Many Chrysler products of the 1960s and 1970s have competed in the 24 Hours of LeMons race series, including such greats as the winged ’66 Plymouth Belvedere of Faster Farms Racing and the NASA-ized ’64 Dodge Dart of Escape Velocity Racing. Most of the time, these old Mopars stay in the hands of a LeMons team for many years… but this Valiant raced for just three seasons before it met a cruel junkyard fate. Here’s the tale of the Dudes Ex Machina 1972 Plymouth Valiant Scamp coupe.
Team Dudes Ex Machina, based in the San Francisco Bay Area, started out in the early years of LeMons racing with this Honda Civic. For the 2010 Arse Sweat-a-Palooza race, they ran their car on straight ethanol, installing a giant corncob on the roof and dressing as farmers.
But they got bored with the Civic and decided that they’d have more fun racing an old Detroit car, something that looked really cool on the track and that could be made to go quicker with easy-to-find swap-meet parts. California is bursting at the seams with solid-but-ugly classic American cars that nobody seems to want to rescue, and the Dudes Ex Machina guys found this battered 1972 Plymouth Scamp for a couple hundred bucks.
The Scamp was a slightly sporty-looking two-door version of the Valiant, which itself was the Plymouth version of the Dodge Dart. This one wasn’t nice enough for someone in California to restore, so it was either the junkyard or the race track for it.
Under the hood, a completely stock, high-mile 198-cubic-inch Slant-6 engine, rated at 100 horsepower for the 1972 model year.
With automatic transmission and stock suspension, the Dudes Ex Machina Scamp wasn’t particularly quick, but it made a big impression on the officials during its debut at the 2012 Sears Pointless race.
The Scamp finished 152nd out of 171 entries at that race, not great but respectable for a 40-year-old car making its LeMons debut.
Because the judges are willing to cut some slack on the $500 budget for awesome old Detroit cars, the team rounded up a 225-cubic-inch Slant-6 and found a cop-spec twin-carb induction setup for it. This probably bumped up the horsepower to 130 or so.
The fundamental problem with the Dudes Ex Machina Plymouth was that the Mopar Slant-6, while utterly bulletproof on the street, is very fragile under road-racing conditions. This has been proven over and over in our series, by such cars as the Slant-6-powered BMW E30 and the Squatting Dog Racing 1970 Valiant.
Don’t feel too bad about that, Slant-6 guys— such street-reliable engines as the small-block Chevy, Honda B, Toyota 4A, Volkswagen Air-Cooled, and Nissan L-series have proven to be even more blow-uppity in our series (while the Alfa Romeo V6 and Cadillac HT4100 exhibit cockroach-grade immortality on a LeMons track).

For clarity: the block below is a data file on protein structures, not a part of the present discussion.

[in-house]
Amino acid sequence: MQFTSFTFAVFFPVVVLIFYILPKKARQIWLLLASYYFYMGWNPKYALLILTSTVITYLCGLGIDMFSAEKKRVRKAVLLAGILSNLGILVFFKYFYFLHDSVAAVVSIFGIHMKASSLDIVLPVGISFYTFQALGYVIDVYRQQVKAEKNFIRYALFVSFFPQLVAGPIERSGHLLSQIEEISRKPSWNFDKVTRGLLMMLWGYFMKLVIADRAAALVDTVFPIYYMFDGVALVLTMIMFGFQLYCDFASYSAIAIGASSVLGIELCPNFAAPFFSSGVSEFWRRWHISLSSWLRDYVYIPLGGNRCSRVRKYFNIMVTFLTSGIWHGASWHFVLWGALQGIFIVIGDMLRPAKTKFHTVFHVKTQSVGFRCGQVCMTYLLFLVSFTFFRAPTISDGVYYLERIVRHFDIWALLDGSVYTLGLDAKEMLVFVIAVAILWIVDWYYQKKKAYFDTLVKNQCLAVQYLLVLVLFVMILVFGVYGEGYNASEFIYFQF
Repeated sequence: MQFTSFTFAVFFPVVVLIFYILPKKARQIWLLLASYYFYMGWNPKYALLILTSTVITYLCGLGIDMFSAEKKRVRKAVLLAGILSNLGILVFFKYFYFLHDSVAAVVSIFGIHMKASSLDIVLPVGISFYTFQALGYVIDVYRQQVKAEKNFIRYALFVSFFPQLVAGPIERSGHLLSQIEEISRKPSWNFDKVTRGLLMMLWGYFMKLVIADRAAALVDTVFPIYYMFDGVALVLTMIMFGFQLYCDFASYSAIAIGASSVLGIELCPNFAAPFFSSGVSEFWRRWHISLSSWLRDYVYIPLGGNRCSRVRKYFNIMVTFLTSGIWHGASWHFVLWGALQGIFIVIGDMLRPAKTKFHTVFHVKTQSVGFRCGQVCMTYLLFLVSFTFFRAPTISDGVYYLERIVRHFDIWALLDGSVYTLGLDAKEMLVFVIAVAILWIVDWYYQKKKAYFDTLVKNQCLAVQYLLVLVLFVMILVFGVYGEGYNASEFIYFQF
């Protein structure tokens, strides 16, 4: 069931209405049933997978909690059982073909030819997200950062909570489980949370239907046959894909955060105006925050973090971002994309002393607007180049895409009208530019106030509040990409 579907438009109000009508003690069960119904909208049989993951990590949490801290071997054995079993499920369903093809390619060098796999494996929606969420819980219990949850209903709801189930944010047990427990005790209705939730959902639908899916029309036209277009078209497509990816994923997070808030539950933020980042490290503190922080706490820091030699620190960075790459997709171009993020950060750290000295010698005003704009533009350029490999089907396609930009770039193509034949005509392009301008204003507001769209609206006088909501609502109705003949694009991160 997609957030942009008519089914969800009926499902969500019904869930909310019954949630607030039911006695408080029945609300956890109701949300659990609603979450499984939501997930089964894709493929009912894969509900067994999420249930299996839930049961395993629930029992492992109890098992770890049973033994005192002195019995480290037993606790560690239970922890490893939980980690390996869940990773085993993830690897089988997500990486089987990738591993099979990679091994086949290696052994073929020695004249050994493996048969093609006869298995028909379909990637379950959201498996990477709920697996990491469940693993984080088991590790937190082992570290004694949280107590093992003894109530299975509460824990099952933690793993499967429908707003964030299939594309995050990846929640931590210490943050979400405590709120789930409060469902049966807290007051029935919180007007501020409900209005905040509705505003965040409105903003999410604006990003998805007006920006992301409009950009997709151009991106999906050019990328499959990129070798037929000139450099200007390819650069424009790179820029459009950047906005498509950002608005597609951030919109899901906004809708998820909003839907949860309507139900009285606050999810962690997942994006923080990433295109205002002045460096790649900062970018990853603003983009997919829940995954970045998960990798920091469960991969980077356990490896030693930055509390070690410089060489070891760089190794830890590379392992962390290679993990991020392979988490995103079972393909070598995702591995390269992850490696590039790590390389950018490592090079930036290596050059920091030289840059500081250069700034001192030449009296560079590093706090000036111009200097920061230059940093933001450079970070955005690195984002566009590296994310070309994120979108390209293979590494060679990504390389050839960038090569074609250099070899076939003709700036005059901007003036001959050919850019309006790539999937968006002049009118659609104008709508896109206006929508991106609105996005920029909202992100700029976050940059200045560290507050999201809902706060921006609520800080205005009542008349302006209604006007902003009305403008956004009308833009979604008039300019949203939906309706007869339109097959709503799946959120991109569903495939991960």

Chrysler made the Slant-6 engine into the 1990s, which meant that the team could always find another 225 for cheap at U-Wrench-It. They became weary of all the engine swaps and all the slow laps, though, and decided to get a race car that was lighter and more modern. At that point, they offered the Scamp up for sale, even going so far as to redecorate it with a Dudes Ex Machina Quality Pre-Owned Vehicles theme.
It costs thousands to race-prep a car for the 24 Hours of LeMons, with most of that cost going into the roll cage. A turnkey LeMons car for less than $2,500 is a steal (if you’re shopping for such a car right now, for example, you can get a 1959 Studebaker Silver Hawk for next to nothing, a street-legal 1964 Humber Super Snipe wagon for $1,999, a 2000 Ford Focus for $1,750, or a 1984 Cadillac Eldorado Biarritz for free). But nobody wanted to buy the Dudes Ex Machina Scamp, even after repeated price drops that eventually dropped down to the “haul it away and it’s yours” level.
Meanwhile, the team had purchased a turnkey LeMons car that they hoped would break less and go faster, while still being old and funky enough to get some coolness points: this 1980 Datsun 200SX with a KA24 swap out of a 240SX. At that point, they had two non-street-legal race cars and not enough space for both.
They couldn’t even sell their good engines to local Slant-6 fanatics, because those guys turn out to be even cheaper than lovers of old Volvos, a penny-pinching standard we once believed impossible to surpass. So, they took the twin-carburetor setup off the engine, threw all the spare parts in the Scamp, and told Pick-n-Pull to come get it.
The hood still had such legendary LeMons Supreme Court BRIBED stencils as the LSD Molecule from the 2014 Arse Freeze-a-Palooza and the Grateful Dead Steal Your Face from the 2014 Sears Pointless race.
How did this happen? It happened because not one car freak among the tens of thousands who knew this car was available for damn near free was willing to step up and put his money where his mouth was. Next time you get upset about some cool old car getting crushed, remember that you could rescue the next one… and we say it should be the “any non-zero offer considered” 1959 Studebaker Silver Hawk.